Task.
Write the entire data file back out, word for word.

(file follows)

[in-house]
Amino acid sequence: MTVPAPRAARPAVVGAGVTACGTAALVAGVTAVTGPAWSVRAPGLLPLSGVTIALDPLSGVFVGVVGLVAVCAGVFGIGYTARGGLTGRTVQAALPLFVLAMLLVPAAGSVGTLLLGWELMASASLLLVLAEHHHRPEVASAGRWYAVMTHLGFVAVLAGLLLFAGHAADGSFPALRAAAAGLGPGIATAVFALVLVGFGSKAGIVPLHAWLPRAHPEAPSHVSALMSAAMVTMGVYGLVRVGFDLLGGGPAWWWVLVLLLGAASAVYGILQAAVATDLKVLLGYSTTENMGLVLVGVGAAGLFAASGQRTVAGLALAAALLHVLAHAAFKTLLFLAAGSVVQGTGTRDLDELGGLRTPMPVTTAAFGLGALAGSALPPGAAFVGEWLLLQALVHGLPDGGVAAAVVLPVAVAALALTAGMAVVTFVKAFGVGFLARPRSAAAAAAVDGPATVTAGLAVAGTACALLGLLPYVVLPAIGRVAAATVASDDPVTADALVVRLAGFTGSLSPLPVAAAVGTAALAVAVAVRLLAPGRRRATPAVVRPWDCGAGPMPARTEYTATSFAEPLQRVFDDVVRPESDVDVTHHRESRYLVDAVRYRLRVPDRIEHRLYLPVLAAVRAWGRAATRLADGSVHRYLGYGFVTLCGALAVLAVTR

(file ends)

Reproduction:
[in-house]
Amino acid sequence: MTVPAPRAARPAVVGAGVTACGTAALVAGVTAVTGPAWSVRAPGLLPLSGVTIALDPLSGVFVGVVGLVAVCAGVFGIGYTARGGLTGRTVQAALPLFVLAMLLVPAAGSVGTLLLGWELMASASLLLVLAEHHHRPEVASAGRWYAVMTHLGFVAVLAGLLLFAGHAADGSFPALRAAAAGLGPGIATAVFALVLVGFGSKAGIVPLHAWLPRAHPEAPSHVSALMSAAMVTMGVYGLVRVGFDLLGGGPAWWWVLVLLLGAASAVYGILQAAVATDLKVLLGYSTTENMGLVLVGVGAAGLFAASGQRTVAGLALAAALLHVLAHAAFKTLLFLAAGSVVQGTGTRDLDELGGLRTPMPVTTAAFGLGALAGSALPPGAAFVGEWLLLQALVHGLPDGGVAAAVVLPVAVAALALTAGMAVVTFVKAFGVGFLARPRSAAAAAAVDGPATVTAGLAVAGTACALLGLLPYVVLPAIGRVAAATVASDDPVTADALVVRLAGFTGSLSPLPVAAAVGTAALAVAVAVRLLAPGRRRATPAVVRPWDCGAGPMPARTEYTATSFAEPLQRVFDDVVRPESDVDVTHHRESRYLVDAVRYRLRVPDRIEHRLYLPVLAAVRAWGRAATRLADGSVHRYLGYGFVTLCGALAVLAVTR